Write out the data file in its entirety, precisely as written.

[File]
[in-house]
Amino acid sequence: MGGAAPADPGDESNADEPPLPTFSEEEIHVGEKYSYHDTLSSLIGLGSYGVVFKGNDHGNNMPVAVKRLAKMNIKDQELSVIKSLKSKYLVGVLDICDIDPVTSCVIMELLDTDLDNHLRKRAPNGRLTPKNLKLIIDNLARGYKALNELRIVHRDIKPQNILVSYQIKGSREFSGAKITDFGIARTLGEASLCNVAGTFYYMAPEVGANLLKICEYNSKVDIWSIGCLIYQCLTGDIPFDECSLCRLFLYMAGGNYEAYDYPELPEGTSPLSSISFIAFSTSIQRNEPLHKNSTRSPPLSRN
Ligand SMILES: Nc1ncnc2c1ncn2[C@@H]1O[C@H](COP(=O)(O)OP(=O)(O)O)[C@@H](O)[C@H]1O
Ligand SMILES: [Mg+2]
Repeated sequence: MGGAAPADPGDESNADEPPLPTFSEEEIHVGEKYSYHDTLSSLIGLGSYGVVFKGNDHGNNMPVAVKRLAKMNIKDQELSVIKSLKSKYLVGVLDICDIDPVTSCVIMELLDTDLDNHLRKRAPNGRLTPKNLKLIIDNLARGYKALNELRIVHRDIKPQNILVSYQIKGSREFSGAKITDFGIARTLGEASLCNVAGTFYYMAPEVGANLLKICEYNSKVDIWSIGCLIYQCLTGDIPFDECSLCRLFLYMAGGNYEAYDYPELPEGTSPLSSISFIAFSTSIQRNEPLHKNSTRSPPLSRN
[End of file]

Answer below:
[in-house]
Amino acid sequence: MGGAAPADPGDESNADEPPLPTFSEEEIHVGEKYSYHDTLSSLIGLGSYGVVFKGNDHGNNMPVAVKRLAKMNIKDQELSVIKSLKSKYLVGVLDICDIDPVTSCVIMELLDTDLDNHLRKRAPNGRLTPKNLKLIIDNLARGYKALNELRIVHRDIKPQNILVSYQIKGSREFSGAKITDFGIARTLGEASLCNVAGTFYYMAPEVGANLLKICEYNSKVDIWSIGCLIYQCLTGDIPFDECSLCRLFLYMAGGNYEAYDYPELPEGTSPLSSISFIAFSTSIQRNEPLHKNSTRSPPLSRN
Ligand SMILES: Nc1ncnc2c1ncn2[C@@H]1O[C@H](COP(=O)(O)OP(=O)(O)O)[C@@H](O)[C@H]1O
Ligand SMILES: [Mg+2]
Repeated sequence: MGGAAPADPGDESNADEPPLPTFSEEEIHVGEKYSYHDTLSSLIGLGSYGVVFKGNDHGNNMPVAVKRLAKMNIKDQELSVIKSLKSKYLVGVLDICDIDPVTSCVIMELLDTDLDNHLRKRAPNGRLTPKNLKLIIDNLARGYKALNELRIVHRDIKPQNILVSYQIKGSREFSGAKITDFGIARTLGEASLCNVAGTFYYMAPEVGANLLKICEYNSKVDIWSIGCLIYQCLTGDIPFDECSLCRLFLYMAGGNYEAYDYPELPEGTSPLSSISFIAFSTSIQRNEPLHKNSTRSPPLSRN